FS#10308 - AMSSansa Add Preset frequency configurations to clock-target.h. e200v2 Radio Workaround.

Attached to Project: Rockbox
Opened by Jack Halpin (FlynDice) - Tuesday, 09 June 2009, 18:14 GMT
Last edited by Rafaël Carré (funman) - Friday, 30 July 2010, 23:11 GMT
Task Type Patches
Category Operating System/Drivers
Status Closed
Assigned To No-one
Operating System Another
Severity Low
Priority Normal
Reported Version Version 3.2
Due in Version Undecided
Due Date Undecided
Percent Complete 100%
Votes 0
Private No


This patch adds selectable preset configurations to clock-target.h for AMSSansa's.

You can still "roll yer own" frequency configuration as the current way is still in place as one of your choices. Two of the preset choices offer a 32MHz dbop clock which allows the radio to work on the e200v2 until a better solution can be found there.

If no choice is made the default is the same as now, 248/62/62.
This task depends upon

Closed by  Rafaël Carré (funman)
Friday, 30 July 2010, 23:11 GMT
Reason for closing:  Out of Date
Comment by Thomas Martitz (kugel.) - Tuesday, 09 June 2009, 18:32 GMT
I'm not sure we really need this in SVN. Ideally, we aren't changing the frequencies anymore once we found a good one (what we have I think).
Comment by MichaelGiacomelli (saratoga) - Tuesday, 09 June 2009, 18:40 GMT
I think it makes more sense to put these in SVN then to leave them to rot on the tracker. They could be quite useful for future testing or ports to other AMS devices.
Comment by Rafaël Carré (funman) - Wednesday, 10 June 2009, 19:40 GMT
i don't think we need presets since all frequencies are configurable already : we can make & test individual changes
Comment by Jack Halpin (FlynDice) - Sunday, 14 June 2009, 22:26 GMT
This version is mainly just formatting and the addition of PLLA 390MHz possibilities. The code now respects an 80 column limit.
I added in the PLLA 390MHz settings as it is possible to hit the PCLK upper limit of 65 with this setting.

I don't know that we need this in SVN and that was not really the goal I had in mind when putting it together.

I want to make it easy to change setups in a testing environment to a known condition that I can have confidence in.
Yes, current svn is very flexible and we can use it to get whatever frequencies we want.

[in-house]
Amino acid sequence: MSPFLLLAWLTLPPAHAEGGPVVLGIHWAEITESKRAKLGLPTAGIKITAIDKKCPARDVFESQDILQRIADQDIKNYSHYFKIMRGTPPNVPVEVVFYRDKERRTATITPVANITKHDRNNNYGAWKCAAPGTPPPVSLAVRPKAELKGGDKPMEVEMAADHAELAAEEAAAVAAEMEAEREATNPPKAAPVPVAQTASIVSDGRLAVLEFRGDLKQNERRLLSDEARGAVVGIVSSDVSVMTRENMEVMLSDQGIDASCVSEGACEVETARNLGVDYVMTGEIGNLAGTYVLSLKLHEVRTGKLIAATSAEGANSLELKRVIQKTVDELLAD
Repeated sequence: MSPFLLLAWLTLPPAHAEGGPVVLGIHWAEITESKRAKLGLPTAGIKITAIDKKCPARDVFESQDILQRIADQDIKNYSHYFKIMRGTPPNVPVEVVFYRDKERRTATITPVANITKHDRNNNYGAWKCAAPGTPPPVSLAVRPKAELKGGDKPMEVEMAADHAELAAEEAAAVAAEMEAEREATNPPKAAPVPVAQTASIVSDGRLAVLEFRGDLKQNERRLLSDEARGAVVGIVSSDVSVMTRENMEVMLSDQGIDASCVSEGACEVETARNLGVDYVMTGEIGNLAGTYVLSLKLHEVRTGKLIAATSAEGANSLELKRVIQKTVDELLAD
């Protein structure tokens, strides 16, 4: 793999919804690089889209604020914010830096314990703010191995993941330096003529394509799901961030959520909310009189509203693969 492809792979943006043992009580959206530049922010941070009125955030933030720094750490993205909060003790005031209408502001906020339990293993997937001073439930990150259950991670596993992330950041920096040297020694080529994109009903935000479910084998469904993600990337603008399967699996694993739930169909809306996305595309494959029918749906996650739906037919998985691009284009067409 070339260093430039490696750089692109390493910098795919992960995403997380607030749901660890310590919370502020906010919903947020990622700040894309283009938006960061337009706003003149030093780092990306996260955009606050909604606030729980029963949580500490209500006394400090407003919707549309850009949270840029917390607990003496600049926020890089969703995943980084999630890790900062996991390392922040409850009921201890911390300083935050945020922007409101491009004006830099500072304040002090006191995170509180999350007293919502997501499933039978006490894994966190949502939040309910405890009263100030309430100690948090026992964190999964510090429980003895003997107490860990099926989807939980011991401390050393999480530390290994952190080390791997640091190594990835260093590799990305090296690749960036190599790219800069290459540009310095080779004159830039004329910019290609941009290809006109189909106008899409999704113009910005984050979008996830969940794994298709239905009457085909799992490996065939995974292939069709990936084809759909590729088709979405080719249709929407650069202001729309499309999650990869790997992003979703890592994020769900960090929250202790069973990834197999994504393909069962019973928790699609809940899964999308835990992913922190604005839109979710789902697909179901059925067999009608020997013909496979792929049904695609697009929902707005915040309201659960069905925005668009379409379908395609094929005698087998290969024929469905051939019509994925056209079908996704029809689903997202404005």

But I'm not good enough to get it right every time, and I find myself having to go back and fix my stupid mistake too often, wasting time I'd rather not waste.
When I use a preset I know what I'm going to get. I've already verified it and all I need to do is choose a verified set of dividers by uncommenting what I want. It's even hard for me to screw that up ;).
It's not as flexible as svn, but certainly useful. And if you still need the flexibility it is there as one of your choices.

Of course if we have actually figured out that current default of 248_62_62 is the "best" then all of this is really irrelevant anyway.
We could simply use the dividers in that preset and get rid of everything else...

By the way, if anyone else does see this as useful and wants some other presets let me know and I'll add & verify the settings.
Comment by Rafaël Carré (funman) - Sunday, 14 June 2009, 22:52 GMT
what are you looking at with all these changes : a better compromise for performance / battery life than the current SVN code ?
Comment by Jack Halpin (FlynDice) - Monday, 15 June 2009, 04:58 GMT
"what are you looking at with all these changes : a better compromise for performance / battery life than the current SVN code ?"

For the most part, yes that is my main motivation. I am still astounded by the magnitude of the runtime underperformance of the 62_31_31 fastbus vs the 248_62_62 sync bus.
I am very curious to understand why this is so and if indeed other configurations can improve upon it.
Since I've already gotten one result that has given me a paradigm shift I figure several more tests are in order... Hence, a patch to facilitate that.
Comment by Thomas Martitz (kugel.) - Monday, 15 June 2009, 05:03 GMT
Unfortunately, we have still bigger problems to fight.
Comment by Bertrik Sikken (bertrik) - Friday, 30 July 2010, 23:08 GMT
Is this patch still relevant (it's over a year old)?
Comment by Rafaël Carré (funman) - Friday, 30 July 2010, 23:11 GMT
No, that file is already long enough